• the temporary or permanent cessation of any practice or conduct contrary to the provisions of DORA
  • the adoption of any type of measure, including pecuniary, to ensure continued compliance with legal requirements
  • to access existing data traffic records held by telecommunication operators related to the investigation of breaches
  • to issue public notices, including public statements, indicating the identity of the natural or legal person and the nature of the breach.


The potential penalties and concomitant reputational damage to organisations for failure to comply with DORA mean that in-scope organisations need to take immediate steps to prepare for the implementation of DORA prior to January 2025. Insurers, in particular, should consider the implications of DORA on coverage and policy wording, if they have not done so already.

For more information please feel free to contact a member of our Dispute Resolution team in Ireland via their contact details below.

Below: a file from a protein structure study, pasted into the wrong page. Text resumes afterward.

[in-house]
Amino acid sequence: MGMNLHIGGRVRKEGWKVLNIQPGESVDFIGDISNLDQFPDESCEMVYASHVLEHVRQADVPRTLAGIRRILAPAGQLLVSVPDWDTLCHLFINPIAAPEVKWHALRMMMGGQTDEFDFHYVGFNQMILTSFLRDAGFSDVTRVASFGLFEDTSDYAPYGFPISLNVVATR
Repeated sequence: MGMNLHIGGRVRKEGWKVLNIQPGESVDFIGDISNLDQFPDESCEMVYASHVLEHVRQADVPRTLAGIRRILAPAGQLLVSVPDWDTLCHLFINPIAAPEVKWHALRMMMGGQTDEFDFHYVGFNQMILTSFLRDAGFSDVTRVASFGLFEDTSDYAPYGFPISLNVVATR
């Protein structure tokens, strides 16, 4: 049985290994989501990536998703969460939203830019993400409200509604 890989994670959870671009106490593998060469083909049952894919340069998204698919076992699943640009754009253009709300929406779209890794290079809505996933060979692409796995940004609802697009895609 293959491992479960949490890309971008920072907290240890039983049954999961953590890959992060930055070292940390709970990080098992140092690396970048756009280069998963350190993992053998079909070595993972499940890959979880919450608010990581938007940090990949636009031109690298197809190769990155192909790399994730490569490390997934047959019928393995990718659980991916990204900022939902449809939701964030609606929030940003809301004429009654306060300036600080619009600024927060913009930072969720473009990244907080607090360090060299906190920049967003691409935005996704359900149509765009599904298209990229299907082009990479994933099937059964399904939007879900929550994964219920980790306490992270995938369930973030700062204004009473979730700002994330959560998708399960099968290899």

[1] DORA and its impact on UK financial entities and ICT service providers - PwC UK

About Ogier

Ogier is a professional services firm with the knowledge and expertise to handle the most demanding and complex transactions and provide expert, efficient and cost-effective services to all our clients. We regularly win awards for the quality of our client service, our work and our people.


This client briefing has been prepared for clients and professional associates of Ogier. The information and expressions of opinion which it contains are not intended to be a comprehensive study or to provide legal advice and should not be treated as a substitute for specific advice concerning individual situations.

Regulatory information can be found under Legal Notice